Saturday, July 13, 2013

Wrap Up from Gordon-Nash

LAYERS is installed at the Nash Gallery and on view until the end of July.  I would like to thank curator and  Head Librarian Cathy Nolan Vincevic, her staff and board of directors for their help and encouragement.

In a one person show you can see a comprehensive body of work and where an artist has been.   I believe that an artist can also use the opportunity to see where to go next.

In this exhibit I selected several works from each year of my last decade's production.  Ten years ago I was immersed  in the possibilities of combining scanned images in the (then) relatively new artists tool Photoshop.

Stamp Collector and Meltdown on the end wall combine a variety of scanned material; letters, photographs, stamps and drawings.  Completed in 2003 and 2004 these digital pigment prints reflect an interest in the layering of a personal iconography to construct visual narratives.

Working with ink on paper is a discipline that developed during that period, almost as a counter-point to the computer driven works.
I participated in an artist residency in Thailand. I became aware that the Asian artists who were not so enamored of contemporary Western trends in art came from a tradition of rigorous attention to art 'basics'.  I realized probably for the first time the gulf between my New York centric view of conceptual, pop and minimalism, the pressure for gallery representation, and the longer view of an artist's career that concerned my Asian friends.

There seemed to me to be a certain respect for incorporating past tradition into the contemporary, while the Western arc involved new 'movements' usurping art world interest.

I was inspired (or perhaps a bit chagrined) during certain times when interpretors weren't around and we fell into drawing for communications.  My friends had used brushes for writing since childhood and their drawing seemed to flow effortlessly between writing and image.  Mine left a bit to be desired; a skill that had gone fallow.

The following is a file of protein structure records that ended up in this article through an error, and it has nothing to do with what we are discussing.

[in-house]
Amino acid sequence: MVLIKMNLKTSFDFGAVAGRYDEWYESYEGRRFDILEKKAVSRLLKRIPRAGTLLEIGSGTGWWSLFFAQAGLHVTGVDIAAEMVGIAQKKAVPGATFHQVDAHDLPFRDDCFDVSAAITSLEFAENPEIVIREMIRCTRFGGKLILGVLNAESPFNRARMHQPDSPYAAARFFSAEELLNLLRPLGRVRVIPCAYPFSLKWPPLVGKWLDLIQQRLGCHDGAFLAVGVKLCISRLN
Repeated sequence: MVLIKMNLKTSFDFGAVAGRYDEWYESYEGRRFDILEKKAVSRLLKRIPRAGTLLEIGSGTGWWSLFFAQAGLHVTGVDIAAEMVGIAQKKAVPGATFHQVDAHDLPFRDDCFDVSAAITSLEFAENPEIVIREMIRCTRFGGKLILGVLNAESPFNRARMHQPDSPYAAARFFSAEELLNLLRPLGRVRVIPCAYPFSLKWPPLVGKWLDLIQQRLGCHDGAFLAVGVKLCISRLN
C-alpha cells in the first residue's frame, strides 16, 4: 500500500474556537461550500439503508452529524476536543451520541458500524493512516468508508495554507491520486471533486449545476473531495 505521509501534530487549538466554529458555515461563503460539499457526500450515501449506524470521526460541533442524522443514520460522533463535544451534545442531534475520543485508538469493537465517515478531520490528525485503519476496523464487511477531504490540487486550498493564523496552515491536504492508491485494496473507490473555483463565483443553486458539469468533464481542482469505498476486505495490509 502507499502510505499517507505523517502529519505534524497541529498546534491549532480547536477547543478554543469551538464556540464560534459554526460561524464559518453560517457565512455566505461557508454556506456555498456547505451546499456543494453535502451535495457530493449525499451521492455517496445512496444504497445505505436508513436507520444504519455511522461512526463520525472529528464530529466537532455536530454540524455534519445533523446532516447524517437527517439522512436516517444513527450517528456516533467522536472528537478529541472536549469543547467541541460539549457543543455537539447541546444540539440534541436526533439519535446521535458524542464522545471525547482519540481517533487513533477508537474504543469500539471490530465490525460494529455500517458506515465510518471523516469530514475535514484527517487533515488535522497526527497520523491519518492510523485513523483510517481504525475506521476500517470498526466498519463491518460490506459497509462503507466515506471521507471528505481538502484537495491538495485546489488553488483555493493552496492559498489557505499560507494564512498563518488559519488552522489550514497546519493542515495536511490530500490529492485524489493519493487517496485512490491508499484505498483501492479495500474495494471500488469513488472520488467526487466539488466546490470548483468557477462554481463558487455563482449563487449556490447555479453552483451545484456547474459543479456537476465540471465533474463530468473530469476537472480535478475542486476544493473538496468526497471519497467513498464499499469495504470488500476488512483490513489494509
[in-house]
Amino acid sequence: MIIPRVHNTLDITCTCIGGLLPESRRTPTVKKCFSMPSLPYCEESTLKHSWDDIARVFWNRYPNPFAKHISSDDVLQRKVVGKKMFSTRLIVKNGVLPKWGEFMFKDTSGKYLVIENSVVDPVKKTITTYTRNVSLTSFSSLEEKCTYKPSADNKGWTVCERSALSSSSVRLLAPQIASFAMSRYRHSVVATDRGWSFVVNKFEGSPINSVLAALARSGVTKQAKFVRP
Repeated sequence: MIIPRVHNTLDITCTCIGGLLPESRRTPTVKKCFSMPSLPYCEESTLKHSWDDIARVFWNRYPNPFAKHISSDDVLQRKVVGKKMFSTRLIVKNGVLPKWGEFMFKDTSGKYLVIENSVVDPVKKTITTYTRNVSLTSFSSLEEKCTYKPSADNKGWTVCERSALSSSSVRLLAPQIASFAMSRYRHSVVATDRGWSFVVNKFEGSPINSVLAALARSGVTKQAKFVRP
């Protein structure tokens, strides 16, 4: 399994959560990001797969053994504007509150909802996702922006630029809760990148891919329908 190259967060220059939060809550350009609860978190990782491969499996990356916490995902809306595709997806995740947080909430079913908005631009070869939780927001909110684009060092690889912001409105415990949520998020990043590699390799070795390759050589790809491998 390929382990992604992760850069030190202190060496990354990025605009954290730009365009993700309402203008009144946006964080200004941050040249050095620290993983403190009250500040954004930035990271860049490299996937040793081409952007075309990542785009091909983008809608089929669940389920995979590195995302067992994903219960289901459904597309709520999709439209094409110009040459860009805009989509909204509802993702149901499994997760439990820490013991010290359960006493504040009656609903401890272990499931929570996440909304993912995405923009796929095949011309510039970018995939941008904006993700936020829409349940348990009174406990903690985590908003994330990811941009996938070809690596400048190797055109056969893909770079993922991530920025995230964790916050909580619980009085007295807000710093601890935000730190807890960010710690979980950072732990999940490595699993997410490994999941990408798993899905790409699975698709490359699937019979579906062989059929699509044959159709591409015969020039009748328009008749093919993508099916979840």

After I returned to the States I began to work with a renewed interest into cross-cultural referencing.  The exploration of archetype and myths that find expression in disparate cultures became an influence that I continue to explore.

During this time period I also became aware that a Japanese printmaker I admired had begun to teach at nearby Wesleyan University.  The moku hanga woodcuts that are part of this exhibit are a result of several years of study in this technique which complimented the ideas I was working with digitally.

In the library proper, the mixed media game boxes from my Ox and O's series found a home in display cases.

The Nash Gallery where the most of my work was installed also housed the original collection of the library, donated by Judge Nash, along the entire length of one wall.  A very concise and interesting history of the library can be found at the libraries "History Link".

A portion of the several thousand volume collection forms a backdrop for my accordion book, Today Only, which is part travelogue and part documentation of performances in Belgium and France in collaboration with artists Susan Shulman and Ria Vanden Eynde.

LAYERS is on display in the Nash Gallery in the Gordon-Nash Library through July. 

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